Background: Vascular calcification has been associated with all cause and cardiovascular mortality in patients with end-stage kidney disease (ESRD). Whether vascular calcification is present in persons with advanced chronic kidney disease starting dialysis or develops in patients on dialysis is unknown. The purpose of this study was to examine the prevalence of vascular and coronary calcification in patients new to hemodialysis.
Methods: A total of 129 subjects new to dialysis were evaluated using electron beam computed tomography. The primary outcome was the presence and extent of coronary artery, aortic, and valvular calcification.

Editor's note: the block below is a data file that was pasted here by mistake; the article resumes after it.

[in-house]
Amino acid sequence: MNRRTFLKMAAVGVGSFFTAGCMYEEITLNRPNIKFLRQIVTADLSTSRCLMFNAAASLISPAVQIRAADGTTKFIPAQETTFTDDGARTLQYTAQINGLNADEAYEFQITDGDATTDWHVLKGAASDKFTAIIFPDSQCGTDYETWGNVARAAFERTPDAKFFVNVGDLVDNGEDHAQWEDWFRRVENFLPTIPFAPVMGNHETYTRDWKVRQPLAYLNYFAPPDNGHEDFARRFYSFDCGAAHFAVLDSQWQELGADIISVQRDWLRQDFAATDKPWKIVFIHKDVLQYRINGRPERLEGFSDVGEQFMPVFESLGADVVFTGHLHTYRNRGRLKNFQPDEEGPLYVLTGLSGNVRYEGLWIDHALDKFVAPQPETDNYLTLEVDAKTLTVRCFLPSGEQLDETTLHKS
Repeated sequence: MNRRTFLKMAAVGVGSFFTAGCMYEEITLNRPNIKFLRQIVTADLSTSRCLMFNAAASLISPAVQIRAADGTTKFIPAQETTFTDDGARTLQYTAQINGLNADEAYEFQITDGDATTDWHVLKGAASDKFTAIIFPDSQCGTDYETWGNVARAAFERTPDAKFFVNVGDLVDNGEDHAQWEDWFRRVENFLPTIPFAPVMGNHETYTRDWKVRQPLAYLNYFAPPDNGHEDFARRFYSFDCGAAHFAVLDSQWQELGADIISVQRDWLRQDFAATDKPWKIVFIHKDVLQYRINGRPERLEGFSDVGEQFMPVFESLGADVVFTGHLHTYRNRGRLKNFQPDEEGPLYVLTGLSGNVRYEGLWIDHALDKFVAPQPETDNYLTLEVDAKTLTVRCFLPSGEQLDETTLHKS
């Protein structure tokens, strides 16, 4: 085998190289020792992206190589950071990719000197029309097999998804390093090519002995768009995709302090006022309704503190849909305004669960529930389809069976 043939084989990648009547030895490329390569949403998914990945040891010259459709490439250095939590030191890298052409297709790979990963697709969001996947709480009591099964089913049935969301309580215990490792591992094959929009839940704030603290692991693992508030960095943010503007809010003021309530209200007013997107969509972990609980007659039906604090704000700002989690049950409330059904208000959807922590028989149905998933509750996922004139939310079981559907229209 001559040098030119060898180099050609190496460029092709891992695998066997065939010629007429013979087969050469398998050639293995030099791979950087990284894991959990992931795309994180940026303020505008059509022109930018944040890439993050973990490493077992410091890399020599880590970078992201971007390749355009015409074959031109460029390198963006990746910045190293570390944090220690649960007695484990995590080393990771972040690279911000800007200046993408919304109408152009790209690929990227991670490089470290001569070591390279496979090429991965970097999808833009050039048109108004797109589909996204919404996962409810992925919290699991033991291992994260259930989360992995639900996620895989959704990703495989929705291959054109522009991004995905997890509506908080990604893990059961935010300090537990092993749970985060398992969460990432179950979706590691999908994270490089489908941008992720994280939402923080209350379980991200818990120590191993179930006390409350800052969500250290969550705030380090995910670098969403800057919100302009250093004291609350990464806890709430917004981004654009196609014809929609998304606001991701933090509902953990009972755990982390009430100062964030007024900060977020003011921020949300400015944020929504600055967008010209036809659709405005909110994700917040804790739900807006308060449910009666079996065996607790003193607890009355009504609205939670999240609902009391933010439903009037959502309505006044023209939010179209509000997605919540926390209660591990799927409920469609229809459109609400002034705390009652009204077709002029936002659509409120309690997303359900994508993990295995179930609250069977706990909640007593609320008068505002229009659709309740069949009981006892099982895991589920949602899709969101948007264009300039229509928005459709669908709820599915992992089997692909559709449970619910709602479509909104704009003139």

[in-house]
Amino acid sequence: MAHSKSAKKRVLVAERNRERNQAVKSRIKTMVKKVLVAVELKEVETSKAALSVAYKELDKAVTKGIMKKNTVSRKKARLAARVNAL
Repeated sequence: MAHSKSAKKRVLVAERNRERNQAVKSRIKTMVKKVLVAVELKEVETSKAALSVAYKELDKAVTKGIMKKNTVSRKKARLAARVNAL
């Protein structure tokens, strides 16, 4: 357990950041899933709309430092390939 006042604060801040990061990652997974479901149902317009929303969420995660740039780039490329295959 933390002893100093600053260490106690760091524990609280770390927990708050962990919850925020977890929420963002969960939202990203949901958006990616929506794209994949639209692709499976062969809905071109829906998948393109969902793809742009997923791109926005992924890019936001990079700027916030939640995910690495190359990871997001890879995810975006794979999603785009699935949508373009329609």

Results: Forty-three percent of subjects had no significant coronary artery calcification (total score </= 30) and 27% had no detectable aortic calcification. Thirty-four percent had coronary artery scores that placed them above the 90th percentile for age and sex. Coronary artery calcification was significantly associated with a history of coronary artery disease and atherosclerotic vascular disease (ASVD) whereas aortic calcification was significantly associated with ASVD. Age (p < 0.0001), pulse pressure (p = 0.004), diabetes mellitus (p = 0.009), and a history of smoking (p = 0.026) were independently associated with the extent of coronary artery calcification. Age (p < 0.0001) and pulse pressure (p = 0.0003) were independently associated with the extent of aortic calcification.
Conclusions: A large fraction of patients new to hemodialysis had no evidence of coronary artery or aortic calcification. Coupled with the extensive vascular calcification reported by others in prevalent dialysis patients these findings suggest that dialysis-specific factors contribute to calcific vascular disease in ESRD.